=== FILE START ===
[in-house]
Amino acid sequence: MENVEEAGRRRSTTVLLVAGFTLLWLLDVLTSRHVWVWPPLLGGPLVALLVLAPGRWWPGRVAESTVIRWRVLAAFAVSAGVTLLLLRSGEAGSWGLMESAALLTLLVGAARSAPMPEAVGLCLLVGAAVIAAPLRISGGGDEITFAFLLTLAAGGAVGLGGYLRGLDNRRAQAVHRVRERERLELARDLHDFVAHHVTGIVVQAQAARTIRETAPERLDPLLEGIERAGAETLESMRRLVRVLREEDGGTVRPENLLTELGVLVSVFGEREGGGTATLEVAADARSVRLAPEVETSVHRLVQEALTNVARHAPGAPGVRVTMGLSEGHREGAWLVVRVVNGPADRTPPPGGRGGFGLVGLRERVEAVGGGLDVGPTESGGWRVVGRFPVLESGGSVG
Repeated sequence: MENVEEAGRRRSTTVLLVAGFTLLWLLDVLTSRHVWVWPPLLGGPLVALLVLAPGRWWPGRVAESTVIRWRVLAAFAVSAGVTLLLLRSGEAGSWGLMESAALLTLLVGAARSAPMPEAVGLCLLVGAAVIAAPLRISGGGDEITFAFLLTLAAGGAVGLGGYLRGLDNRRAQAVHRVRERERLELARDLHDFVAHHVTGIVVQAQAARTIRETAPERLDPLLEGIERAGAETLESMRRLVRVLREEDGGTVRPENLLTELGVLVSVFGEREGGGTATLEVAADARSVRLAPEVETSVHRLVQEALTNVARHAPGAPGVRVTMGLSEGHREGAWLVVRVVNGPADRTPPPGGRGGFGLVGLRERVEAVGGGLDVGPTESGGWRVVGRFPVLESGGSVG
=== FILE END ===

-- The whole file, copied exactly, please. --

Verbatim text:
[in-house]
Amino acid sequence: MENVEEAGRRRSTTVLLVAGFTLLWLLDVLTSRHVWVWPPLLGGPLVALLVLAPGRWWPGRVAESTVIRWRVLAAFAVSAGVTLLLLRSGEAGSWGLMESAALLTLLVGAARSAPMPEAVGLCLLVGAAVIAAPLRISGGGDEITFAFLLTLAAGGAVGLGGYLRGLDNRRAQAVHRVRERERLELARDLHDFVAHHVTGIVVQAQAARTIRETAPERLDPLLEGIERAGAETLESMRRLVRVLREEDGGTVRPENLLTELGVLVSVFGEREGGGTATLEVAADARSVRLAPEVETSVHRLVQEALTNVARHAPGAPGVRVTMGLSEGHREGAWLVVRVVNGPADRTPPPGGRGGFGLVGLRERVEAVGGGLDVGPTESGGWRVVGRFPVLESGGSVG
Repeated sequence: MENVEEAGRRRSTTVLLVAGFTLLWLLDVLTSRHVWVWPPLLGGPLVALLVLAPGRWWPGRVAESTVIRWRVLAAFAVSAGVTLLLLRSGEAGSWGLMESAALLTLLVGAARSAPMPEAVGLCLLVGAAVIAAPLRISGGGDEITFAFLLTLAAGGAVGLGGYLRGLDNRRAQAVHRVRERERLELARDLHDFVAHHVTGIVVQAQAARTIRETAPERLDPLLEGIERAGAETLESMRRLVRVLREEDGGTVRPENLLTELGVLVSVFGEREGGGTATLEVAADARSVRLAPEVETSVHRLVQEALTNVARHAPGAPGVRVTMGLSEGHREGAWLVVRVVNGPADRTPPPGGRGGFGLVGLRERVEAVGGGLDVGPTESGGWRVVGRFPVLESGGSVG